Bangkok: Thai “Red Shirt” protester Sakda Sudtae stood guard at two-metre-high barricades made from bamboo, tyres and razor wire on Saturday, nervously fingering a slingshot on his belt.
“I’m not sure what’s going to happen,” said the 33-year-old from northeastern Thailand, the morning after his anti-government group’s latest clashes with security forces left at least 16 people dead.
“I’m afraid, but I have no choice. All of us are afraid to die,” he added.
A burnt-out bus stood down the street outside the barricade. Soldiers have moved to seal off the area around the protest site, which sprawls across four kilometres (2.5 miles) of central Bangkok.
AGunfire and explosions have rung out around the Red zone, where troops have stepped up security measures to search for weapons and reduce the number of people entering the area.
A government spokesman Panitan Wattanayagorn said the lockdown had proved effective because the number of protesters at the main encampment had fallen to 6,000 on Friday night. Children and the elderly appeared to have left the area.
One of the Red Shirts’ own “security guards,” 35-year-old Dang Thongyu from northern Thailand, blamed troops for the recent spike in violence.
“We don’t mind being cordoned off like this. We’re happy to stay in here, but the military has to step back a bit. Instead, they’re moving in,” he said.
“Both sides were testing one another and got closer and closer so inevitably, something happened,” he added.
The barricade guards are the first line of defence for rallies that began in mid-March, inspired by a new political awareness among Thailand’s rural poor that has found increasing support among others displeased with elites.
The Reds condemn the current administration of Prime Minister Abhisit Vejjajiva as illegitimate because it came to power with army support in a 2008 parliamentary vote, two years after a coup ousted populist prime minister Thaksin Shinawatra.
Red guards, wary of snipers, on Saturday morning stretched black fabric to shield a footbridge over their barricades.
On the bridge lay piles of energy-drink bottles and stones ready to be thrown at advancing troops. Reds have also stashed a bottle of motor lubricant and a bag of mung beans to make the road slippery.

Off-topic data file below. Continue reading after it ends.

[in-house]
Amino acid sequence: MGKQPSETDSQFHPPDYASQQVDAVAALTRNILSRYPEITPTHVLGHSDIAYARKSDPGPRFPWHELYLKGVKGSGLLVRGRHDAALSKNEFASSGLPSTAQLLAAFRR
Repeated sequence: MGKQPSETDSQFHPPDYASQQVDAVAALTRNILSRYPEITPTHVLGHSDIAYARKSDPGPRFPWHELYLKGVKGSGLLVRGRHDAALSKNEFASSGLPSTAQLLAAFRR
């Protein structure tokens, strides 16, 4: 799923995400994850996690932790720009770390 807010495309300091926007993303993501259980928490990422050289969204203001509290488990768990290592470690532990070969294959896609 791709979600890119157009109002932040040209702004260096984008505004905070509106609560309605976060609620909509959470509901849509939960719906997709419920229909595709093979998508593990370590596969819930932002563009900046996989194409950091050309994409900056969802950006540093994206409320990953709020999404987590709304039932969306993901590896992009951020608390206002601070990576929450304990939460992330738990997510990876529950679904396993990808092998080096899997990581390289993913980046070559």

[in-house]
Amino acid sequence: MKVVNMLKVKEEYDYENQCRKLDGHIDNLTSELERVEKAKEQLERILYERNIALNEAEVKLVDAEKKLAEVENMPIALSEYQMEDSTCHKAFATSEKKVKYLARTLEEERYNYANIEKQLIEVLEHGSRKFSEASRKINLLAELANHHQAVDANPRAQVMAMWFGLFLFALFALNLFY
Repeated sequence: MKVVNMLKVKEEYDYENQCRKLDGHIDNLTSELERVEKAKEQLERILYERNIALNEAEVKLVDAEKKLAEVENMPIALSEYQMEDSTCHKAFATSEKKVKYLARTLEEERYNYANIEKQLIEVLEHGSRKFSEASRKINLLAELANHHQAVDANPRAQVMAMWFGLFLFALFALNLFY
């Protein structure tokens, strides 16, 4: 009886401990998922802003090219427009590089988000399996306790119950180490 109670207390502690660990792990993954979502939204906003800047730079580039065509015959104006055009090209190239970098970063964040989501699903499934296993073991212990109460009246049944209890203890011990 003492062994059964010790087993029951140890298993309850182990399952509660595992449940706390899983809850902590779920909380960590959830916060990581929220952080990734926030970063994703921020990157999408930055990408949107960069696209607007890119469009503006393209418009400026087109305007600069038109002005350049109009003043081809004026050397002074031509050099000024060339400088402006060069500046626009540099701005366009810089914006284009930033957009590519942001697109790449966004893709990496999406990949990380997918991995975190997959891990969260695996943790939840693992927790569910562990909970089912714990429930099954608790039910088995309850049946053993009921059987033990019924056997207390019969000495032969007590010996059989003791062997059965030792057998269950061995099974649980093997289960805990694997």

“With military boots, they will have problems,” said 42-year-old Somchai Sanwong as he manned the barricades, but acknowledged: “We are all very afraid.”
“Obviously we’re outgunned, outnumbered. In the worst case, if the soldiers come, we’ll just burn the barricades,” he added.
Their movement remained largely peaceful until 10 April when security forces failed in an attempt to disperse the protesters from the city’s historic district, leaving 25 dead and more than 800 injured.
The Red Shirts then shifted their rally base to Bangkok’s upscale retail heartland, forcing mass closures of shopping malls and hotels. Fearful residents have left the area in the face of increased shootings and explosions.
“All my tenants have moved out, temporarily. But for how long does this bloody thing go on?” said Prapa Smutkojob, owner of a pair of apartment buildings within the Red zone.
Down from one barricade, inside the protest area, a handful of residents set up a small barrier of their own to prevent Reds from retreating down their side street.
“When the military pushes people this way, they’ll look for a place to escape. We don’t want them here,” said 30-year-old resident, Piboon Lapchareen.
“They come with weapons and inflammable things and the soldiers will come after them, so you can imagine what would happen,” he added.
On the other side of the barricades, tyres and a garbage truck burned while gunfire rang out on Rama IV road. Ladda Monokalchamvat, 46, and her daughter were dragging suitcases with the help of a doorman.
“I’m leaving my condominium. They’ve switched off all the lights and we don’t have any food. I’m moving to my parents’ place,” she said. “The last two nights have been the most dangerous. That’s why we’re leaving.”